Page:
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(LEAD) No headway in search for 8 missing from capsized boat

All Headlines 17:58 September 07, 2015

(ATTN: ADDS search results in para 9; CHANGES headline)

JEJU, Sept. 7 (Yonhap) -- The Coast Guard, Navy and civilians combined their efforts Monday to search for eight people still missing from a capsized fishing boat off the country's south coast but no progress was made, officials said.

The death toll from the accident stood at 10, with eight people still unaccounted for and three others rescued, the Korea Coast Guard said.

The 9.77-ton boat called the Dolgorae, or Dolphin, was found about 6:25 a.m. Sunday near Chuja Island, north of the southern resort island of Jeju, the maritime security agency said. The boat lost contact with another chartered fishing boat around 7:38 p.m. Saturday, about half an hour after it left Chuja for Haenam, South Jeolla Province, it said.

Originally, the fishing boat was chartered for two days and was scheduled to return to Chuja late Sunday.

In the operations, 72 ships, including 25 coast guard vessels, seven naval vessels, another three from the local government in addition to nearly 40 private fishing boats were dispatched to the site of the accident, according to the Ministry of Public Safety and Security.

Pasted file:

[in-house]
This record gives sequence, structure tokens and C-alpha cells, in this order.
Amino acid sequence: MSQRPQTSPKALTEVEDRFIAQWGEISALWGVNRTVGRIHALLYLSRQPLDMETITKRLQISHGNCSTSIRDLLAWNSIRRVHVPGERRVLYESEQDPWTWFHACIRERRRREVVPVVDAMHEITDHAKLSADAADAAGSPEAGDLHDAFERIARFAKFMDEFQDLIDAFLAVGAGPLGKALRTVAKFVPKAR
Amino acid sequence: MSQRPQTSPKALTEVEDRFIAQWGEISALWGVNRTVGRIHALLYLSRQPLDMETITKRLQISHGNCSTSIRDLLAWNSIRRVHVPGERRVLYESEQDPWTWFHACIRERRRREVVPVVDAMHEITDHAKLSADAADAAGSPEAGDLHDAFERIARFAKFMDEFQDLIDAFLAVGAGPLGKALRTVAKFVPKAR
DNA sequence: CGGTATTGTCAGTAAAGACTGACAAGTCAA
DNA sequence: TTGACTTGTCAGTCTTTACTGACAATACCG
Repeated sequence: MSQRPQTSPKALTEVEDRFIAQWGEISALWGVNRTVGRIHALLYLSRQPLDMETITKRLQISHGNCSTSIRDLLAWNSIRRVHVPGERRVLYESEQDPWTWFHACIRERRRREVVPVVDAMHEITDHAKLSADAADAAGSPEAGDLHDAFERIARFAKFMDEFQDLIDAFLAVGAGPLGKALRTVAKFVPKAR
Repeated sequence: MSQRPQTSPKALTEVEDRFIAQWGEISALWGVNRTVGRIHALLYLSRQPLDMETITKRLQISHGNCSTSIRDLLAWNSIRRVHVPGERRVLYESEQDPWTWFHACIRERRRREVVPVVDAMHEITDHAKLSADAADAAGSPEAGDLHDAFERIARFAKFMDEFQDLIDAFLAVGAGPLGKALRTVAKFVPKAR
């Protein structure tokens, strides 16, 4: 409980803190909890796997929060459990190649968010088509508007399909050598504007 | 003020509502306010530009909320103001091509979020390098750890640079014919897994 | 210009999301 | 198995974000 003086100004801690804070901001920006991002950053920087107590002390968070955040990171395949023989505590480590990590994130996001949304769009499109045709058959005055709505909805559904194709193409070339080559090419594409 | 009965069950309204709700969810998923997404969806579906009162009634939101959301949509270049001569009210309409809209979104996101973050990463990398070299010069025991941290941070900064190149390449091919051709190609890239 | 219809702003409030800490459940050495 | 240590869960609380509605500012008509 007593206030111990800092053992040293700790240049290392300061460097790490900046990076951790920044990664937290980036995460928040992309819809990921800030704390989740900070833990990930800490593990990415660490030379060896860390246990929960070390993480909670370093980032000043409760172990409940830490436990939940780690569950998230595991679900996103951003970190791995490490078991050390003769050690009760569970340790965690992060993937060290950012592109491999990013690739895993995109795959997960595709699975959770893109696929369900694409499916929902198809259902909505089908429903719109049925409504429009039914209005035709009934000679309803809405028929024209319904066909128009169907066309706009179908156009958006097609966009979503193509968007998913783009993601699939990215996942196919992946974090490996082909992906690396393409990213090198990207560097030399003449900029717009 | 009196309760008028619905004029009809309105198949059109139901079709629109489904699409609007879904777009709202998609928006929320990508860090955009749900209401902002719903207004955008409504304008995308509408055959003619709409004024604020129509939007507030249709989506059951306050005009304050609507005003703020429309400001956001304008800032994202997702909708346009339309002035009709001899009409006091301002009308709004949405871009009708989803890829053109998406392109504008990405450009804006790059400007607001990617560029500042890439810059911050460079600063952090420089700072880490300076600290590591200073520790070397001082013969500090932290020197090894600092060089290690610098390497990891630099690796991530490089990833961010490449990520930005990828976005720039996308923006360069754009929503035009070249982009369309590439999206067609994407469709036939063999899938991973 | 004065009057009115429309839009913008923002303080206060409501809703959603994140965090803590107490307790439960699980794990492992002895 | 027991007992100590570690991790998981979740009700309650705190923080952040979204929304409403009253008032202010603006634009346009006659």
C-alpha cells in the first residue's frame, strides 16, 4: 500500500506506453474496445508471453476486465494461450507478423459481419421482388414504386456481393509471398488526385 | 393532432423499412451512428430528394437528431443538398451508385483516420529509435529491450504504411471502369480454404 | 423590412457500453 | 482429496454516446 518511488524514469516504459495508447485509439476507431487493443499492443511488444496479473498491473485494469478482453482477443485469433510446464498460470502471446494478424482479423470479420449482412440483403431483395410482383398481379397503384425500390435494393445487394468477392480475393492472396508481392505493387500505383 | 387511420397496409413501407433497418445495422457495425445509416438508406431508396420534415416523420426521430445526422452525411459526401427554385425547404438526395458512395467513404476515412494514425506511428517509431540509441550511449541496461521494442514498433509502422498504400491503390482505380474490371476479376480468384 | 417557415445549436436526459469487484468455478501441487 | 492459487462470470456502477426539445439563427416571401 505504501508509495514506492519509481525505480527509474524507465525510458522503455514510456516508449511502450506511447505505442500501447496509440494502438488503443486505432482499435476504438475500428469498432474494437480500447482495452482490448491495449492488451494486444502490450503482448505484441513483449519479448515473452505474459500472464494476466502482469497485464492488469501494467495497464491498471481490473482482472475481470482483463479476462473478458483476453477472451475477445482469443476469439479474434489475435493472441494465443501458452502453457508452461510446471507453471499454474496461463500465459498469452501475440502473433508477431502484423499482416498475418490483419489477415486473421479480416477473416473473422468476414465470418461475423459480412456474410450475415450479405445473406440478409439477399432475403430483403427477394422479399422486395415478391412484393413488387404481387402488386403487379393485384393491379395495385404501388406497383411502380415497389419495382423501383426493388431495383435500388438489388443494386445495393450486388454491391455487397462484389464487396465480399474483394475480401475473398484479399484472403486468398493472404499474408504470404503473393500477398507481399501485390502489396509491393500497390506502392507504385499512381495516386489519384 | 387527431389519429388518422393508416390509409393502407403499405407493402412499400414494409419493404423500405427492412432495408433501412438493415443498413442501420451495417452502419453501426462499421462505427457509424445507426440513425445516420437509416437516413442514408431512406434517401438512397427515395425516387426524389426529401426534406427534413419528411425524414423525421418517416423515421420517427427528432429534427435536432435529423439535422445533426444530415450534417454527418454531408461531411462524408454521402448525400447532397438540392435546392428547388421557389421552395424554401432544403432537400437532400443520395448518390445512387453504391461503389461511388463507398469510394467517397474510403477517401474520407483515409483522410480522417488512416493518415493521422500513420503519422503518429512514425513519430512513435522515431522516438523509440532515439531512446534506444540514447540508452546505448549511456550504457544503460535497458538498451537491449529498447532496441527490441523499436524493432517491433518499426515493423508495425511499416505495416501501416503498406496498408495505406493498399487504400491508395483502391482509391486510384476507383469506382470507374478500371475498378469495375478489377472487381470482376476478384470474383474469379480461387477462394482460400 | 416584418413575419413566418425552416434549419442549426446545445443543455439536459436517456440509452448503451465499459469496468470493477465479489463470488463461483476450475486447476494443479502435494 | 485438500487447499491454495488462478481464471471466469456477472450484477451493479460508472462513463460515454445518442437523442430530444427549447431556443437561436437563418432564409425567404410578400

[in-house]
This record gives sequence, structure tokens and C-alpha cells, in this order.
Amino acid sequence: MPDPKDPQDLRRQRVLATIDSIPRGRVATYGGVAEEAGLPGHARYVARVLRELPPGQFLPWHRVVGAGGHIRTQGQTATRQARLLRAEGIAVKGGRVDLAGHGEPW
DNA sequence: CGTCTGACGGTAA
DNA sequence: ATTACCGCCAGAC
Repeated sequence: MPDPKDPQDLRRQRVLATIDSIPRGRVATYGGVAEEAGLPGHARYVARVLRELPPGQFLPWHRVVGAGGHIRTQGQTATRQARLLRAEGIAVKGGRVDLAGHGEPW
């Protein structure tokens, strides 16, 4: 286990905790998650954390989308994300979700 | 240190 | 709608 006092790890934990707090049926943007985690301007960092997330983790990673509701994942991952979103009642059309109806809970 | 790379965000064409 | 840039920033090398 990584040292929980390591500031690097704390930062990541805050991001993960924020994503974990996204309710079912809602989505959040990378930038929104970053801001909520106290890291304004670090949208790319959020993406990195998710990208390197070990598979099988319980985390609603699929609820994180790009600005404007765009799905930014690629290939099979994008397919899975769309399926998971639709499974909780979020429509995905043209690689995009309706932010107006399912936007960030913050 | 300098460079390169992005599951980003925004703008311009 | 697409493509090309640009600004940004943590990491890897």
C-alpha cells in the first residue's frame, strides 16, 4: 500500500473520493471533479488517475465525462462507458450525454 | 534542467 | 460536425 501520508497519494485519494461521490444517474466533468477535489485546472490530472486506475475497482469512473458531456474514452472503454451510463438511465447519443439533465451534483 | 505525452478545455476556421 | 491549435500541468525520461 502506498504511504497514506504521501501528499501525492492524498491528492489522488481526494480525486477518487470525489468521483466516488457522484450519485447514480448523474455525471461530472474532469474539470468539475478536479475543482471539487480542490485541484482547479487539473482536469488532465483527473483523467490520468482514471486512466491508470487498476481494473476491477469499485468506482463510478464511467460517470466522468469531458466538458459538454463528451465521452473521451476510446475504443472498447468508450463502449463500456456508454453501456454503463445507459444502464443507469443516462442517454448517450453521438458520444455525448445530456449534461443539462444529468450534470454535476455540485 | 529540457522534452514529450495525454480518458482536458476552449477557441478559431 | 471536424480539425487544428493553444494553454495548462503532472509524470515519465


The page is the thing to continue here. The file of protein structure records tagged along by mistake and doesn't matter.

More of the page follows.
More than 20 divers were mobilized, including special forces from the coast guard, for underwater search operations.

The coast guard is carrying out search operations in a large circle around Seosaengi Island, where the survivors were found and 500 kilometers from the northeast part of Chuja Island, the last known location of the ill-fated boat.

As the waves were about two to three meters high with winds of up to 14 meters per second in the morning, the operations faced some difficulties.

Even with improved weather conditions in the afternoon, no one was found.

The coast guard said it has started an investigation into the boat's sinking. It said based on the testimony of survivors, the tragedy may have been caused by high waves or by the fishing vessel getting snarled in a rope of some kind.

Related to the tragedy, observers said that there were critical lapses in the reporting process that delayed rescue operations.

While it was around 7:40 a.m. that the boat last identified its location, it wasn't until 8:30 p.m., when the captain of another fishing boat that accompanied the Dolgorae reported the situation to authorities, that the vessel traffic service (VTS) or the coast guard became aware of the accident, coast guard officials said.

It took another 23 minutes before the Chuja safety center radioed the coast guard about the missing boat.

Coast guard officials said that after being notified of the boat's possible distress, the safety center could not get a fix on the boat and it wasted precious time trying to contact those on board by mobile phone. All such developments affected the time it took for rescuers to reach the stricken boat and the survivors.

Even after the coast guard was notified, it may have misjudged where the ship was, and sent ships and planes to the wrong area, observers said.


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